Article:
A grunt's-eye view of the football industrial complex
Unless you're a hard-core Denver Broncos fan, it's unlikely you remember Nate Jackson. In six NFL seasons playing wide receiver and tight end before his career came to a close after the 2008 season, Jackson caught a total of 27 passes for two touchdowns. If you ever made the mistake of adding him to your fantasy roster, you probably dropped him after one week.
Slow Getting Up
A Story of NFL Survival From the Bottom of the Pile
By Nate Jackson
Harper Collins. 256 pp. $26.99
nolead ends nolead begins
Reviewed by Dan DeLuca
Unless you're a hard-core Denver Broncos fan, it's unlikely you remember Nate Jackson.
In six NFL seasons playing wide receiver and tight end before his career came to a close after the 2008 season, Jackson caught a total of 27 passes for two touchdowns. If you ever made the mistake of adding him to your fantasy roster, you probably dropped him after one week.
There's little that's out of the ordinary about Jackson's career - other than it lasted twice as long as that of the average NFL player.
But he does have one atypical talent that sets him apart from his helmeted brethren: He can write.
Slow Getting Up is a terrific memoir about a brutally violent sport that ravages its protagonists' bodies. It's foul and funny and keenly observant, and wholly delivers on its promise of sharing a grunt's-eye view of what life is like on the ground floor of the football industrial complex.
Along with A False Spring, Pat Jordan's 1975 heartbreaker about a pitching phenom's major league hopes being spoiled by injury, it's the best non-superstar pro sports memoir I've read.
Here's Jackson, for instance, on the challenges of being a marijuana smoker while playing professional football: "NFL stonerdom is a more calculated endeavor. The offseason months, which might be used to make ganja-induced epiphanical deposits in the bank of the soul, instead are spent abstaining in anticipation of the league's once-a-year drug test."
An all-American at Division III Menlo College, a California school with ties to the San Francisco 49ers, Jackson's NFL odyssey begins with a tryout with the Niners, who trade him to Denver.
In Colorado, Jackson sticks. He makes the practice squad, then is shipped off to Düsseldorf, Germany, to play for the Rhein Fire in the NFL development league. Eventually, he makes the Broncos' 53-man roster, plays special teams, and earns a starting spot at tight end.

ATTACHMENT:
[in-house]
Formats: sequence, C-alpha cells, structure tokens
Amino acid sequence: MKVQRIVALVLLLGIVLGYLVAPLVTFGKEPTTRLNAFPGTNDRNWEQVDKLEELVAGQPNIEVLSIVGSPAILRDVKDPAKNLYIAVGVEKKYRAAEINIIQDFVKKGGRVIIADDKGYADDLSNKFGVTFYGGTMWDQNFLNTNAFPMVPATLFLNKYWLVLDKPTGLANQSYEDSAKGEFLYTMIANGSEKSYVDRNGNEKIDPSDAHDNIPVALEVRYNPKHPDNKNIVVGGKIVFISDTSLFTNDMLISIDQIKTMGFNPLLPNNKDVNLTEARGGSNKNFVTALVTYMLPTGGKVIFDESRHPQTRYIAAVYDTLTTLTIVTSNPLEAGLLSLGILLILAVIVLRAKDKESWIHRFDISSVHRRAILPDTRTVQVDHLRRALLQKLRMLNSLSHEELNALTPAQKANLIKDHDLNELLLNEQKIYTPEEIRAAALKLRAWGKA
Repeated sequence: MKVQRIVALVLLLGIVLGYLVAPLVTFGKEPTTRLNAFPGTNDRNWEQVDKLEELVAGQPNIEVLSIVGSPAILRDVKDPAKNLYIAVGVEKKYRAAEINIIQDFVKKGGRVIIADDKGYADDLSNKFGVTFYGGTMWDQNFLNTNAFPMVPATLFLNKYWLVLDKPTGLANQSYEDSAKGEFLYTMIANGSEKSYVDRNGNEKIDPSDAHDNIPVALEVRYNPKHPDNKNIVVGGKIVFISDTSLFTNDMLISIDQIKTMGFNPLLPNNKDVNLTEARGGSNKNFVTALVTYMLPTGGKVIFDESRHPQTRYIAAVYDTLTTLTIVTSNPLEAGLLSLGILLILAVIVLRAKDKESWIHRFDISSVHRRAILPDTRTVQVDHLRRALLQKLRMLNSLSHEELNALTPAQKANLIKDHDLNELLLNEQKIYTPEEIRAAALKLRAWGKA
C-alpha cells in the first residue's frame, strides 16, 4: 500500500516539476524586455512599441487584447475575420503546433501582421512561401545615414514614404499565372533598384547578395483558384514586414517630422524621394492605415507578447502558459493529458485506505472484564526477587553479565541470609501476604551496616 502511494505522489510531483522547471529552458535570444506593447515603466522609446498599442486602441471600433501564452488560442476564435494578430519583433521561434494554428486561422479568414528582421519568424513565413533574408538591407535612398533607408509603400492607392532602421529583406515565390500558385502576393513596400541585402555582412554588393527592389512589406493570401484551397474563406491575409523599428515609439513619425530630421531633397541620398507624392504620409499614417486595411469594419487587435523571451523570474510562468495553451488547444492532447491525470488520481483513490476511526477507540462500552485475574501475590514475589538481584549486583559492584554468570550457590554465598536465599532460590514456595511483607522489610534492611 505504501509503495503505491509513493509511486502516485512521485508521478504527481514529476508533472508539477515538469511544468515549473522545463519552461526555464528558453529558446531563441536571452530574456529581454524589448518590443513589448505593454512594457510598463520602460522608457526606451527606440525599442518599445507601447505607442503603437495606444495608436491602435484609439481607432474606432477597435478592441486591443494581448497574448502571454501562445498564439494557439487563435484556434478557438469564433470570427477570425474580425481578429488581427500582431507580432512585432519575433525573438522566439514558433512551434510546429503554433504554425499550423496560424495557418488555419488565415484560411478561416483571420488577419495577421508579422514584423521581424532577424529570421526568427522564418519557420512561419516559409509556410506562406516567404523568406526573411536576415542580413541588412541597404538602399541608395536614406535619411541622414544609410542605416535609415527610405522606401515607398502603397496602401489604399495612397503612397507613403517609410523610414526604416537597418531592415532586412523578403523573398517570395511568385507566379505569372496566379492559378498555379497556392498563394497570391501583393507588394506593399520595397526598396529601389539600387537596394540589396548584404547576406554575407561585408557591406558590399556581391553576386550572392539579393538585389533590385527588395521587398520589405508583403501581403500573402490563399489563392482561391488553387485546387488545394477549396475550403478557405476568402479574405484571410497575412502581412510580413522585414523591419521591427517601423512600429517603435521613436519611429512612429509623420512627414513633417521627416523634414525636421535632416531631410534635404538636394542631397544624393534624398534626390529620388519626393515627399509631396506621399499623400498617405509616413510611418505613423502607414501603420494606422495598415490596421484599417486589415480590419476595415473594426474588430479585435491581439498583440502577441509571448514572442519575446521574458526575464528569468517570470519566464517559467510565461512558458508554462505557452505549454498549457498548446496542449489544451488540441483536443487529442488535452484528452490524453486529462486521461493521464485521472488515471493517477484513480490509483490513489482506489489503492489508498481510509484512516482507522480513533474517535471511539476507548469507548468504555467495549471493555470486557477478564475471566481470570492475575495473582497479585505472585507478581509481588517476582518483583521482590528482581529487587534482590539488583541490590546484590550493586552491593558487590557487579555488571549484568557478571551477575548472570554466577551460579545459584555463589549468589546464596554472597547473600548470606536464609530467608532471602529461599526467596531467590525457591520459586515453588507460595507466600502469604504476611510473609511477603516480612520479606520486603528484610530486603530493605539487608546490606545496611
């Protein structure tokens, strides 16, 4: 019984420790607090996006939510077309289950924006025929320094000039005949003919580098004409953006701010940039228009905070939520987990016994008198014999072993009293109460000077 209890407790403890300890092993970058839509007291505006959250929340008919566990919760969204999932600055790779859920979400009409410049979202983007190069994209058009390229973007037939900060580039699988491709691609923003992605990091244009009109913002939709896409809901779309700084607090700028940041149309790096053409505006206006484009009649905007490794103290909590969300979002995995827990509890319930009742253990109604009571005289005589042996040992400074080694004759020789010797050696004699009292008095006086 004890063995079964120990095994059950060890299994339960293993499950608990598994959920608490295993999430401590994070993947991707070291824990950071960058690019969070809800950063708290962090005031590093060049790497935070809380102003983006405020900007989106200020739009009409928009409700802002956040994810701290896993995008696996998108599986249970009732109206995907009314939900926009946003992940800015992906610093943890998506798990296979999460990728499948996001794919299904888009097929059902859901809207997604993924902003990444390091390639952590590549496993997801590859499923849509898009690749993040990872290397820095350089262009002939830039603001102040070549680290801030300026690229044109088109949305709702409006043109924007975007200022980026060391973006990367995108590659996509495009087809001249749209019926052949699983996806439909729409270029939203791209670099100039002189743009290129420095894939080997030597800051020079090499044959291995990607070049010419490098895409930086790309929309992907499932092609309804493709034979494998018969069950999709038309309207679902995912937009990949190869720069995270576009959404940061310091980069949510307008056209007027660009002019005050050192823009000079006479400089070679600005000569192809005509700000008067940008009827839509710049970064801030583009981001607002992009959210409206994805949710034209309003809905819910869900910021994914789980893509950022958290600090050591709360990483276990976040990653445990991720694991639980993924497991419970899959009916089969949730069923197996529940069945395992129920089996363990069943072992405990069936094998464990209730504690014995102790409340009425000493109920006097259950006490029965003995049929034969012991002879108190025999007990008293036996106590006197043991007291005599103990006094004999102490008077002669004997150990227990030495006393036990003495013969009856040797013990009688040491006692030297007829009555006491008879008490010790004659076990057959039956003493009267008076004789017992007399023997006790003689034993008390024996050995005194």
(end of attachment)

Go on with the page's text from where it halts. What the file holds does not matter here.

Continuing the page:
Along the way, he separates his shoulder several times, pops hamstrings, tears up his knee, mangles a pinkie finger, shreds the muscles in his groin, and breaks his tibia. A typical day at practice, spent getting jammed at the line of scrimmage by cornerback Champ Bailey, goes like this: "My body feels fine. My knee's healed. . . . The only thing bothering me, except for the typical early training camp agony are the terrible blisters that Champ's indirectly causing to bubble on my feet.
. . . After the first day of camp, my feet are hamburger meat."
Jackson's decision to submit to "the needle-as-savior approach to injury treatment" seems perfectly logical. Soon, he knows new vocabulary words: Toradol, Bextra, Kenalog, dexamethasone. After the Broncos cut him and he's desperate to get back with an NFL team, he starts using human growth hormone.
But does all the pain make Jackson hate his job?
Hardly. He loves it. In part, that's because of the spoils, even for a no-name NFL grunt who never strikes it all that rich. (He does sign one contract that includes a $485,000 signing bonus.)
Jackson is a returning hero who never needs to buy a drink in his hometown, a "meaty unicorn" celebrated everywhere in Bronco nation, who gets to ride around with Broncos cheerleaders at team golf tournaments. His "mancation" adventures with buddies in Vegas amusingly end up in a gutter of booze, sex, and self-loathing, and he paints a hilarious, icky image of a team full of masturbating football players alone in their hotel rooms the night before a game.
Denver head coach Mike Shanahan (now with the Washington Redskins) comes off well, a class act who treats his players like men. Less appealing is Eric Mangini, the coach in Cleveland when Jackson - who also has failed tryouts with the Eagles and New Orleans Saints - briefly lands a job with the Browns. Mangini is portrayed as an insecure martinet more intent on demonstrating his authority than teaching his players to win.
So what makes it all worth it? Here's Jackson's description of taking the field for a season opening kickoff: "The electricity runs through the fans and through the grass and up through my feet, bringing me into a zone where I feel neither fear nor worry . . . . I can feel the energy reaching towards a crescendo, towards the moment when the ball pops off the foot of the kicker and towns and cities and dreams full of football energy finally explode into the kinetic, into the now . . . . There is no feeling that will ever replace that moment in my life. I know that now."